• Amanda Moore

The CICADA-ME survey

More than 4000 people took part in our firstwave survey and more than 3000 in the second wave. Preliminary results suggest the importance of social support in mitigating mental health stress.

The quantitative team is working on a three-wave online survey to explore how the COVID-19 pandemic influence people with chronic health conditions and/or from minoritised ethnic background. Through exploring the associations between their mental well-being, social support, health care, coping strategies, we aim to discover the potential future support direction.

We have conducted two waves of our longitudinal survey and have one further wave to go. We have just finished analysing the first wave analysis in which 4300 people took part. The second wave has now closed, and we have had 3500 valid responses. The third wave will take place in August.

Wave 1 Survey participants

Respondents had nearly equal numbers of white British and other ethnic individuals (57.9% was white British) as well as the proportion of people with and without chronic health conditions (43.9% had no chronic health condition). In addition, among the other ethnic group, people with black ethnicity had the highest ratio (17.2%) in the survey. Respondents were more likely to be immigrated (93% was immigrants). Undergraduate degrees were the most frequent degree in education (41.1%) and most of participants were employed. 50% with chronic health conditions. The age average was 36 years old.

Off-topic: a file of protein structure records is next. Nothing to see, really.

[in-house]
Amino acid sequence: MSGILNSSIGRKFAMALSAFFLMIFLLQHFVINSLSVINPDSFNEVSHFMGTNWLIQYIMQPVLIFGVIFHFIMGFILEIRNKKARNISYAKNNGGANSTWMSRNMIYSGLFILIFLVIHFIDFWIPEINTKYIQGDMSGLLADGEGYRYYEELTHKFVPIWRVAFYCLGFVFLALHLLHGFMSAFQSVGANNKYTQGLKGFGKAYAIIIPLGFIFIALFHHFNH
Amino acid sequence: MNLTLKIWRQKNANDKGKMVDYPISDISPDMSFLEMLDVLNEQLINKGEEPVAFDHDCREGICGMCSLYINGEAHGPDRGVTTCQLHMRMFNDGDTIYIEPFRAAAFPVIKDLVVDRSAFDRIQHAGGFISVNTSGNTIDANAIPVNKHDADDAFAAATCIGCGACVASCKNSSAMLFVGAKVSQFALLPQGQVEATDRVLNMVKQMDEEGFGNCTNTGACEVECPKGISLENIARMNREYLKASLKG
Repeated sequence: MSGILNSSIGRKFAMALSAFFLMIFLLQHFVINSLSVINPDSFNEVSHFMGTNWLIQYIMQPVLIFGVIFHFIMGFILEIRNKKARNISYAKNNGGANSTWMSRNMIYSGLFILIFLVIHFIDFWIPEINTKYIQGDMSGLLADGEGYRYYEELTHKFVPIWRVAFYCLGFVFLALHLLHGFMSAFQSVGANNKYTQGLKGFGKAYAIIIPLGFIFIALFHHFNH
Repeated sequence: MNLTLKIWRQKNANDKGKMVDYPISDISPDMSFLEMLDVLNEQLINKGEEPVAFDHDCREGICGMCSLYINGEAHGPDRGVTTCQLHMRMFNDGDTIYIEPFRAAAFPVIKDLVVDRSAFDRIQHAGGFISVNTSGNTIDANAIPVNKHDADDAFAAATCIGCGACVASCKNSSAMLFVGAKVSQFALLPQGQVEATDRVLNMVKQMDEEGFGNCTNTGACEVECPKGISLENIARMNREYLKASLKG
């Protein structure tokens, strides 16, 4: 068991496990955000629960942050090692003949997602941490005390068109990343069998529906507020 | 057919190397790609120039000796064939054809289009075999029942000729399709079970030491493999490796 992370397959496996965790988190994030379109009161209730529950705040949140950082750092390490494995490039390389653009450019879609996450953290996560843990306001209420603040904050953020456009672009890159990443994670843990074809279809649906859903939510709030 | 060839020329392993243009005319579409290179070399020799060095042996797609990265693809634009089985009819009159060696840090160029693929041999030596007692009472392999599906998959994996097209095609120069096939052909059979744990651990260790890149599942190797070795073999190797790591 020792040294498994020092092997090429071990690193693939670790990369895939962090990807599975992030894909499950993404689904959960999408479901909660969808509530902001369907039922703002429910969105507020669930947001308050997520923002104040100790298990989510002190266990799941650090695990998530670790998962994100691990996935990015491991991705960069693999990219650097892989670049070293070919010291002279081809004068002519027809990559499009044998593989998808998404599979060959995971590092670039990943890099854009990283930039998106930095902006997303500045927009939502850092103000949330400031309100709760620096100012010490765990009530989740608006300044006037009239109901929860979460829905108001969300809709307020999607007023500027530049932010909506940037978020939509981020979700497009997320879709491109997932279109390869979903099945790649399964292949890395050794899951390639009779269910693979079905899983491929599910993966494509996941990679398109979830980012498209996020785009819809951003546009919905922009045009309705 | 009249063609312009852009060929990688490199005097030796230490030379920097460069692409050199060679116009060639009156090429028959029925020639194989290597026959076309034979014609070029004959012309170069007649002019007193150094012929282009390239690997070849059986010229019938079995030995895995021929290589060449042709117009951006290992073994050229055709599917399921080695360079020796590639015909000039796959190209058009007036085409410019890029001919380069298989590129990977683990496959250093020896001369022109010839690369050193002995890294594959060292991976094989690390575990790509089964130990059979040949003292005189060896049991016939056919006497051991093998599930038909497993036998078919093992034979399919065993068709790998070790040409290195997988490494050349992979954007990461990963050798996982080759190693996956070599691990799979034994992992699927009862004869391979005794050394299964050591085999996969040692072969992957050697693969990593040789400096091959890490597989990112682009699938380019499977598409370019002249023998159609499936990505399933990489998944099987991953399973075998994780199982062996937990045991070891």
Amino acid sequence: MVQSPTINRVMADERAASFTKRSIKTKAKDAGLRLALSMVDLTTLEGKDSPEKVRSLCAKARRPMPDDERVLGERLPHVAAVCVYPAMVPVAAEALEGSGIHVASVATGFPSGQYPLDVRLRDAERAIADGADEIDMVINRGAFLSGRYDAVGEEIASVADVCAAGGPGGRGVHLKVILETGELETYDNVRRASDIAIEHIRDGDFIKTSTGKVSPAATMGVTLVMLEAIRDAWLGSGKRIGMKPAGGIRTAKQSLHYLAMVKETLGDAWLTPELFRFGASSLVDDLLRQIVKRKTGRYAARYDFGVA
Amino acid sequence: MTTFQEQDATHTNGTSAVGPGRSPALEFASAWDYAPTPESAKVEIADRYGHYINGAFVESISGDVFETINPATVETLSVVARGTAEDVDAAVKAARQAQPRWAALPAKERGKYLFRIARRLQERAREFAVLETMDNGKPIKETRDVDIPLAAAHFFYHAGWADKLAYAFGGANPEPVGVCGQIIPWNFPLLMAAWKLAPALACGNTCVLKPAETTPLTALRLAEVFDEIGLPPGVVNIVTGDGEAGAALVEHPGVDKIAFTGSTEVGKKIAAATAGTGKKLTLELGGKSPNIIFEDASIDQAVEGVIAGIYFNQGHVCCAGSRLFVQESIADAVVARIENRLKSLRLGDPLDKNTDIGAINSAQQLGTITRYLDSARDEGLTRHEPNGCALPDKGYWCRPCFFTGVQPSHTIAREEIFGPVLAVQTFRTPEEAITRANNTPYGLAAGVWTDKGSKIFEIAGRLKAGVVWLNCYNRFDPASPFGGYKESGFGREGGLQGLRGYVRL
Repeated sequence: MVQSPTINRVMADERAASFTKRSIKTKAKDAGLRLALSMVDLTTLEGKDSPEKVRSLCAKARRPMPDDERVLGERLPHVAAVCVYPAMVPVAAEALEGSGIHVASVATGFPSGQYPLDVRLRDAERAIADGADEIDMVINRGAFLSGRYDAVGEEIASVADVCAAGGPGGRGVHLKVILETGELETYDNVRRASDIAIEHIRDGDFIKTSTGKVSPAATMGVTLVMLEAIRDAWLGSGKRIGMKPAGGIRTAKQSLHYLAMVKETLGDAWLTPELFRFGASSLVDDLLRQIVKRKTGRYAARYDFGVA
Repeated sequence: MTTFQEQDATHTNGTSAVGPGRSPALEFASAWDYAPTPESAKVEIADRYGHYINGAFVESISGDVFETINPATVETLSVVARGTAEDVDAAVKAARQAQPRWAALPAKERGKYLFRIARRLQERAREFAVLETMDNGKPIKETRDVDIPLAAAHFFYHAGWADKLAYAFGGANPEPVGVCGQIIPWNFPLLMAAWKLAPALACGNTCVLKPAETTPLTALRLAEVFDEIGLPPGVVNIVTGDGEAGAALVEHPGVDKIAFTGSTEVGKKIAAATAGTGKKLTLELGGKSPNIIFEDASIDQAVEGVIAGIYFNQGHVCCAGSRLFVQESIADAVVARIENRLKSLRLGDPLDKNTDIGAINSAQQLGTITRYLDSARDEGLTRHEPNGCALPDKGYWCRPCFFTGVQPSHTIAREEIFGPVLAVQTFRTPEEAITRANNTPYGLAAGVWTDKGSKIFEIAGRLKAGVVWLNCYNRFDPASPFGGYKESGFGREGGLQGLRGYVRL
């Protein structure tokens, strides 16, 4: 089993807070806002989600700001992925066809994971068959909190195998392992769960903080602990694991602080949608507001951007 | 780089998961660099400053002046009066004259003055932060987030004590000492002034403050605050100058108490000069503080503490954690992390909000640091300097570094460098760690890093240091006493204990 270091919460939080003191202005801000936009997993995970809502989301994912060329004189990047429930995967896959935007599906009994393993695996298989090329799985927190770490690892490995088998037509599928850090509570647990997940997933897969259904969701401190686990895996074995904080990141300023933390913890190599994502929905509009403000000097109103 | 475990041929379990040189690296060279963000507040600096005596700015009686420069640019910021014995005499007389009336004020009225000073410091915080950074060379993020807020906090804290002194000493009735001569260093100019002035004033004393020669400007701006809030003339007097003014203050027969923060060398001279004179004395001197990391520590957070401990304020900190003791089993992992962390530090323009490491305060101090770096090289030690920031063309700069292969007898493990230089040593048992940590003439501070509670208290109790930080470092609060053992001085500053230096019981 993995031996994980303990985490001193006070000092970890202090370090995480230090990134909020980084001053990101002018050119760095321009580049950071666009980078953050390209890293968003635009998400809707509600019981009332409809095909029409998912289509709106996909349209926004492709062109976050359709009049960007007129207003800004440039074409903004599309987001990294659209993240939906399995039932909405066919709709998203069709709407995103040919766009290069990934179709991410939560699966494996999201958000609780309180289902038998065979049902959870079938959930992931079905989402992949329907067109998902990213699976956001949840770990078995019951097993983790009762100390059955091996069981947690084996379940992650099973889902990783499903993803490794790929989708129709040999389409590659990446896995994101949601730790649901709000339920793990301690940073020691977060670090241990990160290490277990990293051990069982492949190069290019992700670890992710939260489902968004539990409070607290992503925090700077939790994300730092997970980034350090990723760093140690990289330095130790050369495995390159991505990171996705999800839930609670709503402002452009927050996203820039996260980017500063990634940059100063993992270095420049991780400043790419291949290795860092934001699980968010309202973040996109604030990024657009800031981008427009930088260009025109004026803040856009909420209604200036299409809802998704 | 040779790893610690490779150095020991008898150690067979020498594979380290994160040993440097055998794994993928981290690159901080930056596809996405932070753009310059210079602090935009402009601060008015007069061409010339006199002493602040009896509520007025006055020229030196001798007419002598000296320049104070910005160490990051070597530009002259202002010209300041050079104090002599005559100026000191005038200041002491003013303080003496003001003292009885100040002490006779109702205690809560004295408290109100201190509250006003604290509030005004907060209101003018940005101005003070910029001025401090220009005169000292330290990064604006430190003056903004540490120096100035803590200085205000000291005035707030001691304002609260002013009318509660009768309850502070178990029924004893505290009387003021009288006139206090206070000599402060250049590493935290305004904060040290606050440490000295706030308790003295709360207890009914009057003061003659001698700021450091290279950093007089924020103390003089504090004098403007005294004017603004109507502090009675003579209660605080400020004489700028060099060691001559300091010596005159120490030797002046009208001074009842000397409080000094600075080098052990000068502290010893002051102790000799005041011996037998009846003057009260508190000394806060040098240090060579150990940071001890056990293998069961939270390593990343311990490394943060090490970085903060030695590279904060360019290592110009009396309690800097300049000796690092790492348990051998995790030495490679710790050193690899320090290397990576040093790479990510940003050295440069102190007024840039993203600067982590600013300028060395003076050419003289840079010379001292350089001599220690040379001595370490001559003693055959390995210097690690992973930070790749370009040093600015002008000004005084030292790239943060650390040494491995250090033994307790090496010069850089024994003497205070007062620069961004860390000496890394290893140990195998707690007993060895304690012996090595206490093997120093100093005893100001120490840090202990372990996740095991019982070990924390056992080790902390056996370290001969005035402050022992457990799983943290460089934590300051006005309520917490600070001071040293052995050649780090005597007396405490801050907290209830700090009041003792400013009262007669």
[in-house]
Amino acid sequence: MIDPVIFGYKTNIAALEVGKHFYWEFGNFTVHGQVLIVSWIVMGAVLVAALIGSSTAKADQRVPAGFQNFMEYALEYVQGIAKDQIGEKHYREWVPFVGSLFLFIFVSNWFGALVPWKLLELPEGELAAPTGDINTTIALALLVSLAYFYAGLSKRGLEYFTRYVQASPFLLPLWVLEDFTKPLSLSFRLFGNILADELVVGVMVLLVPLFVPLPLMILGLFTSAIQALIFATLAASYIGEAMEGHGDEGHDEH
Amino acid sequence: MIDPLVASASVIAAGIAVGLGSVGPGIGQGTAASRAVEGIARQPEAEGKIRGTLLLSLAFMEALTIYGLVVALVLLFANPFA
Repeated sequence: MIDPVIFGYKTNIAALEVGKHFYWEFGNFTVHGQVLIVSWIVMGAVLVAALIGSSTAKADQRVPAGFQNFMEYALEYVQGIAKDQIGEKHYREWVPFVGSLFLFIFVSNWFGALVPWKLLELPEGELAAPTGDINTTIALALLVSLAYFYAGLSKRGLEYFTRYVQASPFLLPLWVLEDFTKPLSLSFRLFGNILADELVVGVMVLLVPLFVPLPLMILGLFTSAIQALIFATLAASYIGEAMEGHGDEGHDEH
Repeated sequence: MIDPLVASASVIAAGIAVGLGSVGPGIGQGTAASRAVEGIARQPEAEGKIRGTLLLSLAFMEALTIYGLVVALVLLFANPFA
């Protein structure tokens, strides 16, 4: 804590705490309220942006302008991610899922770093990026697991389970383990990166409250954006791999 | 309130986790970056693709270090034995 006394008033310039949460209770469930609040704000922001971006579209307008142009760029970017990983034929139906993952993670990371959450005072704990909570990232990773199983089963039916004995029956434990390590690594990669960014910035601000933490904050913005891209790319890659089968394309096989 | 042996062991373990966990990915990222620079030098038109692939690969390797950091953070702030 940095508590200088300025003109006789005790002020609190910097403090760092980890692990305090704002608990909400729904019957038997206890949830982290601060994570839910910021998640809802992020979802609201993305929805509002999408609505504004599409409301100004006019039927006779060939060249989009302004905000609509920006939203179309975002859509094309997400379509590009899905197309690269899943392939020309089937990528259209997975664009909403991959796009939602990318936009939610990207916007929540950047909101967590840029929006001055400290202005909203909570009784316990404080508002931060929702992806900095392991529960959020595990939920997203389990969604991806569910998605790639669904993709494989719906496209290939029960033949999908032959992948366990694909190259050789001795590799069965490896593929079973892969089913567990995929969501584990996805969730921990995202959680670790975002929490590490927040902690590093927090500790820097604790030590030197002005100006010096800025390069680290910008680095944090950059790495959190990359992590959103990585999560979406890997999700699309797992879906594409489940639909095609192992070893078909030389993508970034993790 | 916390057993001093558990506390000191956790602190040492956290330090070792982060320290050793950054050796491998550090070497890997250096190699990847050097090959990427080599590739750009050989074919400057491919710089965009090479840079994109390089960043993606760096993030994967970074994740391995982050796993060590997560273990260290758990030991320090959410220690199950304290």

Key findings from survey wave 1

Support from our communities can ease our mental discomfort during the COVID-19 pandemic

Our first wave survey results showed that people with chronic health conditions showed poorer mental well-being than those without. We also found that people from non-white British ethnic backgrounds also had worse mental well-being (see figure 1).

Figure 1: Overall, people with chronic health conditions and/or from non-white ethnic backgrounds showed poorer mental well-being.

However, if they sought help from people in their communities, the differences in mental well-being were attenuated. To be more specific, when people seek help from their wider communities, their mental well-being will not differ across groups (see figure 2). This suggested that social support can help relieve mental discomfort.

Figure 2: When people seek help from their community, their mental well-being is not associated with their health condition and ethnic background.

In summary, the initial analysis highlights the strong influence of social support on mental wellbeing.

Quantitative insights_17.06.22
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